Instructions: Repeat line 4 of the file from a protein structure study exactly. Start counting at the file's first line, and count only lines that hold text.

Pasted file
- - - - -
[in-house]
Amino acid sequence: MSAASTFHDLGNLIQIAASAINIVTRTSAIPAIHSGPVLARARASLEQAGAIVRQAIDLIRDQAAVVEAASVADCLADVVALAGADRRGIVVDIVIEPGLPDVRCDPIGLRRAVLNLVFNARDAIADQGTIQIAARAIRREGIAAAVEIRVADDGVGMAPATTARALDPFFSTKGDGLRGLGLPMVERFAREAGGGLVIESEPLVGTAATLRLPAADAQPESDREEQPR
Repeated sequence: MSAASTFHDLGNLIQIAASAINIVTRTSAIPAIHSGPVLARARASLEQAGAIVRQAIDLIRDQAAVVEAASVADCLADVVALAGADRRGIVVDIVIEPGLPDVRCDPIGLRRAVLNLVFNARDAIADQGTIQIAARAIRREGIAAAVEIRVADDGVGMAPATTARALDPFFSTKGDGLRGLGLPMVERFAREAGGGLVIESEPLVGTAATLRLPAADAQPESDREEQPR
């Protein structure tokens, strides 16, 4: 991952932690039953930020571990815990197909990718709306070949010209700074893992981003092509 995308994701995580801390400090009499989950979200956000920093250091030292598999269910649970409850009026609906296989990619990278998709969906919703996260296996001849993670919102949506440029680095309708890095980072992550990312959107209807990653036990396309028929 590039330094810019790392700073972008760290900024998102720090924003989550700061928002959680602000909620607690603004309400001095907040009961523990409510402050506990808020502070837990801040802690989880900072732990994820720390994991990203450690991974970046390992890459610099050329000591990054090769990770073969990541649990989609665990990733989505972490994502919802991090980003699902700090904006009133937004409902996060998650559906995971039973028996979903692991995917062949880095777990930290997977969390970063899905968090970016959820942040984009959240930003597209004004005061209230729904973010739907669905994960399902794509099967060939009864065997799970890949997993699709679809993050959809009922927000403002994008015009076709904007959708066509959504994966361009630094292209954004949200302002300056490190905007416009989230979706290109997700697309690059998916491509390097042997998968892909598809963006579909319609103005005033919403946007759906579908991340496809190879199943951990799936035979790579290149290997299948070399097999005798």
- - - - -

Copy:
């Protein structure tokens, strides 16, 4: 991952932690039953930020571990815990197909990718709306070949010209700074893992981003092509 995308994701995580801390400090009499989950979200956000920093250091030292598999269910649970409850009026609906296989990619990278998709969906919703996260296996001849993670919102949506440029680095309708890095980072992550990312959107209807990653036990396309028929 590039330094810019790392700073972008760290900024998102720090924003989550700061928002959680602000909620607690603004309400001095907040009961523990409510402050506990808020502070837990801040802690989880900072732990994820720390994991990203450690991974970046390992890459610099050329000591990054090769990770073969990541649990989609665990990733989505972490994502919802991090980003699902700090904006009133937004409902996060998650559906995971039973028996979903692991995917062949880095777990930290997977969390970063899905968090970016959820942040984009959240930003597209004004005061209230729904973010739907669905994960399902794509099967060939009864065997799970890949997993699709679809993050959809009922927000403002994008015009076709904007959708066509959504994966361009630094292209954004949200302002300056490190905007416009989230979706290109997700697309690059998916491509390097042997998968892909598809963006579909319609103005005033919403946007759906579908991340496809190879199943951990799936035979790579290149290997299948070399097999005798």